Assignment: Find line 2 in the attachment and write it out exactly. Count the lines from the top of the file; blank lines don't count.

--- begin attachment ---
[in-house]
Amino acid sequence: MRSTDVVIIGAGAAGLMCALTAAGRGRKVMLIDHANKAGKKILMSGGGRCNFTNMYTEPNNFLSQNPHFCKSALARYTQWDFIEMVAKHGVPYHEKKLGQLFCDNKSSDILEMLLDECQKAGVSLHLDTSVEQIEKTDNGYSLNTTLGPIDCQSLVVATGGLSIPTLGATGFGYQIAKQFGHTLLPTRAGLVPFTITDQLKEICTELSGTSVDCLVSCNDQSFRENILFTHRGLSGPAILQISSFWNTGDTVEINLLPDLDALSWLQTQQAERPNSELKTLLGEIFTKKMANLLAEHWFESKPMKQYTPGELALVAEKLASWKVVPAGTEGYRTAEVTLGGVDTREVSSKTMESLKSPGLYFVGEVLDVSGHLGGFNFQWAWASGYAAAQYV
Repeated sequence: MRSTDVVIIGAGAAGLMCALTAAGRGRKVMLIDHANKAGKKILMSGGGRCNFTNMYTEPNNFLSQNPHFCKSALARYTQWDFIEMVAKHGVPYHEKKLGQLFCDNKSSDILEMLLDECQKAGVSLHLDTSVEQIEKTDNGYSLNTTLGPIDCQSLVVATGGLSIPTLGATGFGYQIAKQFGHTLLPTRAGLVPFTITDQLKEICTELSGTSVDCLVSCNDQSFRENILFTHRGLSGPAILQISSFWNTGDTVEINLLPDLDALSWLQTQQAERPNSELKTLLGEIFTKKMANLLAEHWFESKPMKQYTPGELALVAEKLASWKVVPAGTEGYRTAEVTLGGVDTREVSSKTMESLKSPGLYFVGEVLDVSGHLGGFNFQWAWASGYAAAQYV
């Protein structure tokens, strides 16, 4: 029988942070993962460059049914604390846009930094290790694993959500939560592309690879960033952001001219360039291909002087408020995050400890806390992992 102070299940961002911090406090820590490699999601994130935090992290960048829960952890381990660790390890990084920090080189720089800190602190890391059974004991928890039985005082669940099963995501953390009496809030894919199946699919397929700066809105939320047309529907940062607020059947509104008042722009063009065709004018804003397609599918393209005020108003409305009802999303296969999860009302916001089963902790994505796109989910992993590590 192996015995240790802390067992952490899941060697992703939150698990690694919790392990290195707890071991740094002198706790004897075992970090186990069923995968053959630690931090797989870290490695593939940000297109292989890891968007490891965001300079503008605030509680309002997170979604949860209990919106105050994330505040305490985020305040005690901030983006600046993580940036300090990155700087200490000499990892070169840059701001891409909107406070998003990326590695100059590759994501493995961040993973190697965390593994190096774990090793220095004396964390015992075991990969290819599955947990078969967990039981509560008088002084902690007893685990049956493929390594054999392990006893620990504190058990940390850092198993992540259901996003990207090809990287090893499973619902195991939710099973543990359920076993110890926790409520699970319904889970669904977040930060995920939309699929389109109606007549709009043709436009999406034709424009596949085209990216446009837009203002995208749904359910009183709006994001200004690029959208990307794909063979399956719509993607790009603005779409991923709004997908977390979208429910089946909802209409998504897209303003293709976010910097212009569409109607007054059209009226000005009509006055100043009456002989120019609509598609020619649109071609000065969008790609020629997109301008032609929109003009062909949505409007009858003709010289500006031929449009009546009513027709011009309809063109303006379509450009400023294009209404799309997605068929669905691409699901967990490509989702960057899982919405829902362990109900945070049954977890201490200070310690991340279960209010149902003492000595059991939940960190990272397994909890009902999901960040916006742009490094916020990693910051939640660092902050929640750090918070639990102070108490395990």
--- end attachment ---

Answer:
Amino acid sequence: MRSTDVVIIGAGAAGLMCALTAAGRGRKVMLIDHANKAGKKILMSGGGRCNFTNMYTEPNNFLSQNPHFCKSALARYTQWDFIEMVAKHGVPYHEKKLGQLFCDNKSSDILEMLLDECQKAGVSLHLDTSVEQIEKTDNGYSLNTTLGPIDCQSLVVATGGLSIPTLGATGFGYQIAKQFGHTLLPTRAGLVPFTITDQLKEICTELSGTSVDCLVSCNDQSFRENILFTHRGLSGPAILQISSFWNTGDTVEINLLPDLDALSWLQTQQAERPNSELKTLLGEIFTKKMANLLAEHWFESKPMKQYTPGELALVAEKLASWKVVPAGTEGYRTAEVTLGGVDTREVSSKTMESLKSPGLYFVGEVLDVSGHLGGFNFQWAWASGYAAAQYV